MANILA: Displaced residents in Marawi’s ground zero, the scene of a five-month battle between Philippines forces and members of Daesh-inspired militant groups, said they couldn’t wait until 2022 “to start rebuilding their lives,” and renewed their appeal for the government to allow them to return home.
Drieza Liningding, Moro Consensus Group chair, told Arab News on Tuesday: “If we follow the (government’s) timeline, that means we’ll have to wait until 2022 ... The people are now helpless.
“It has been three years already. We don’t even have access to our homes because we are not allowed to enter the area,” he added.
The Marawi siege, launched by the pro-Daesh Maute group, began on May 23, 2017, and lasted until October that year. More than 1,000 militants, government troops and civilians were killed, while the once-bustling city was flattened, displacing more than 100,000 residents.
The government has repeatedly assured residents of rehabilitation efforts in the war-torn city, including the construction of a permanent shelter for displaced residents from 24 villages in the most affected areas (MAA), which is expected to be completed by the end of 2021.
Liningding, however, pointed out that while they were “not questioning” the government’s promise to complete the reconstruction of the city before the end of President Rodrigo Duterte’s term, it was also a fact that a majority of Marawi residents “remain in cramped, squalid temporary shelters, while others were forced to stay with relatives or find a place elsewhere.”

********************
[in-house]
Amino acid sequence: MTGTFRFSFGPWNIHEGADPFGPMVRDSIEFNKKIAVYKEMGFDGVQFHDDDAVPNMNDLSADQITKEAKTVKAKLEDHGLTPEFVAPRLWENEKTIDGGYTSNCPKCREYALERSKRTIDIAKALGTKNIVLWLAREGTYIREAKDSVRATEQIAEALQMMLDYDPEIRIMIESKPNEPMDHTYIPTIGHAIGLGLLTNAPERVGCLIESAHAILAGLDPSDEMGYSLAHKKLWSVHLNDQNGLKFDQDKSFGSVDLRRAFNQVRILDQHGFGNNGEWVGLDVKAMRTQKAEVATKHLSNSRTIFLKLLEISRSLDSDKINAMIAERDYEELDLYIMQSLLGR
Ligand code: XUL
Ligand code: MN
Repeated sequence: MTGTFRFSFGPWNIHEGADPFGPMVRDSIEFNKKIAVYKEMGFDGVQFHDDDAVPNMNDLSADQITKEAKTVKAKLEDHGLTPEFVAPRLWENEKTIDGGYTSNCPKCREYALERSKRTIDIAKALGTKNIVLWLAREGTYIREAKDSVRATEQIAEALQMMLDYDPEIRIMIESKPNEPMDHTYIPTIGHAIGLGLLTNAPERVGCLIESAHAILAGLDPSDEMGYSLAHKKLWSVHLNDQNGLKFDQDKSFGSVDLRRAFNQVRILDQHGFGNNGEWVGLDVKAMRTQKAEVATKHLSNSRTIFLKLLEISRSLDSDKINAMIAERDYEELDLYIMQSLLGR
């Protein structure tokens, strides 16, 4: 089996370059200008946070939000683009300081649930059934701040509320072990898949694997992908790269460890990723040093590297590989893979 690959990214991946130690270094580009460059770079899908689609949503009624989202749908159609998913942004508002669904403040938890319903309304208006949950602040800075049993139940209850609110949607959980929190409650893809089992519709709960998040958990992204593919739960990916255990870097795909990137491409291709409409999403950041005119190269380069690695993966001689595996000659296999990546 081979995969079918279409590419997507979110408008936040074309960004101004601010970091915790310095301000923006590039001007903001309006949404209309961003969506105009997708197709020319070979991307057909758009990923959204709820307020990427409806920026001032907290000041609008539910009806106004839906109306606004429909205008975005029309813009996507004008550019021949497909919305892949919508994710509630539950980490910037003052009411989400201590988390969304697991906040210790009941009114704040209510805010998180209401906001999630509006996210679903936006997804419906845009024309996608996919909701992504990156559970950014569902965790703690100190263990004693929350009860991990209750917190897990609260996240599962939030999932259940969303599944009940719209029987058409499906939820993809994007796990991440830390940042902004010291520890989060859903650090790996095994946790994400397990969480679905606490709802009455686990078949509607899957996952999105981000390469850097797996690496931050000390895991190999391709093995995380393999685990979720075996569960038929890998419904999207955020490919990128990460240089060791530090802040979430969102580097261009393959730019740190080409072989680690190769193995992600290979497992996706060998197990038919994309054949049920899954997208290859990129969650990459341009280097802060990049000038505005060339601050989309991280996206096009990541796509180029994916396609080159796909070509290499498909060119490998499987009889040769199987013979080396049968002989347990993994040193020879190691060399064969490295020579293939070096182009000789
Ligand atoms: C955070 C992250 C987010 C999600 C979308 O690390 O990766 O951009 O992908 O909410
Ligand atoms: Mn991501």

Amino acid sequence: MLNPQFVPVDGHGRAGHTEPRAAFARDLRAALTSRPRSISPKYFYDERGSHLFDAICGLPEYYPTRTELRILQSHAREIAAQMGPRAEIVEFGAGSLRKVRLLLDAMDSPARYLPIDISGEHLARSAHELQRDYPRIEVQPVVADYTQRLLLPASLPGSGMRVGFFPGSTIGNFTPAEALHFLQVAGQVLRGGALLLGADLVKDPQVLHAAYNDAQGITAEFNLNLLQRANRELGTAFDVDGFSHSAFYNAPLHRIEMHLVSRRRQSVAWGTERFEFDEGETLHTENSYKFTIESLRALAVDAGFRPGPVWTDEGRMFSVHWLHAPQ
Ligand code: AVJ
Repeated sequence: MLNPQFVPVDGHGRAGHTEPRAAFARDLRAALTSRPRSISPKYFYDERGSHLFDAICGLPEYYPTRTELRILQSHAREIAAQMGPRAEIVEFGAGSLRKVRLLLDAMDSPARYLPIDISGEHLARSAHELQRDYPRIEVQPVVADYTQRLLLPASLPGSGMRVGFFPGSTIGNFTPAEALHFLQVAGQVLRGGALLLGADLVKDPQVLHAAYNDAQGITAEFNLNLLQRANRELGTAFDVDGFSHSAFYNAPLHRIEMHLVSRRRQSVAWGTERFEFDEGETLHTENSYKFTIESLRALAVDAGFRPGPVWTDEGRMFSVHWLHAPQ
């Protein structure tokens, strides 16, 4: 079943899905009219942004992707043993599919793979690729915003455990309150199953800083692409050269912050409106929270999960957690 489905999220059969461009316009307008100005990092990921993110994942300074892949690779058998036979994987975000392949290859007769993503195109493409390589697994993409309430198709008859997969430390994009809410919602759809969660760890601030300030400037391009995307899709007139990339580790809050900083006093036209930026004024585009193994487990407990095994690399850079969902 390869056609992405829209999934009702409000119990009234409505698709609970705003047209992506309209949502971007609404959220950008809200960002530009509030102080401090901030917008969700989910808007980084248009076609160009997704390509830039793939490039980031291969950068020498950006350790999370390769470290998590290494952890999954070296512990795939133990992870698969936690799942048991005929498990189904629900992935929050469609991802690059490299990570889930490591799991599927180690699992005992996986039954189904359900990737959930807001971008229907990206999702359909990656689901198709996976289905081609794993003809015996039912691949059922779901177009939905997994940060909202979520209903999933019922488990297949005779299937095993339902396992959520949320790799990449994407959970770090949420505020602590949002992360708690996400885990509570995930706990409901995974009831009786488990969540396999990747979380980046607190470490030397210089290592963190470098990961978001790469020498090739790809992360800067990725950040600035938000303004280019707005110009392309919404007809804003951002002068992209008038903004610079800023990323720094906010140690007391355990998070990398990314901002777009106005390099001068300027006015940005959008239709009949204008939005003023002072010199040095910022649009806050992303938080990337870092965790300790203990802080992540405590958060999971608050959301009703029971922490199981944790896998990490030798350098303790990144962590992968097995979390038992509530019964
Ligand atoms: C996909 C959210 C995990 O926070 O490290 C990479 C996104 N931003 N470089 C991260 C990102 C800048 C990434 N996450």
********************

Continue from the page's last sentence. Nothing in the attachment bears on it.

Liningding reiterated the group’s demand for the government to speed up the process of their return, as well as provide compensation for the damage to their properties.
“The so-called ... Marawi Rise and Master Development Plan (is) incoherent and inappropriate for post-conflict reconstruction and rehabilitation because it focuses more on public infrastructure and government buildings that we lacked before the siege,” Liningding said.
“When you say rehabilitation or reconstruction, it should be restorative in nature for what used to be there, not to permanently bar the people from returning because of projects that are not actually needed,” he added, noting that the ongoing infrastructure projects impacted nearly 50 percent of houses in the MAA.
“What’s the use of barangay (village) complexes, parks, museums, cafeteria, guest houses, police stations and other projects for those who have lost them homes?” Liningding asked.
Duterte allotted 3.56 billion pesos ($73.38 million) for the reconstruction of Marawi earlier this year.
On Monday, in a televised address, he pledged to rebuild the city, despite the current hurdles.
“The money is there. Do not worry. We will continue to spend until such time that Marawi is rebuilt to its former glory,” he said.
Liningding, in response, said the president should not pass the blame to the displaced and helpless residents of Marawi‘s MAA.
“(Duterte) of all people should know that we have nothing to do with the delays and failures of Task Force Bangon Marawi (TFBM) in the rehabilitation of Marawi,” he stressed.
Meanwhile, TBFM’s chairman, Housing and Urban Development Secretary Eduardo Del Rosario, said that war-torn Marawi would rise again as a “modern and vibrant Islamic City,” citing the various infrastructure projects in the pipeline.
Del Rosario has repeatedly insisted that the TFBM, along with its 56 member-agencies, is on schedule for the completion of projects aimed at restoring Marawi to its former glory by December 2021.
Construction of key infrastructure projects inside Marawi’s MAA was in full-swing until July after authorities eased restrictions which were imposed due to the coronavirus disease pandemic.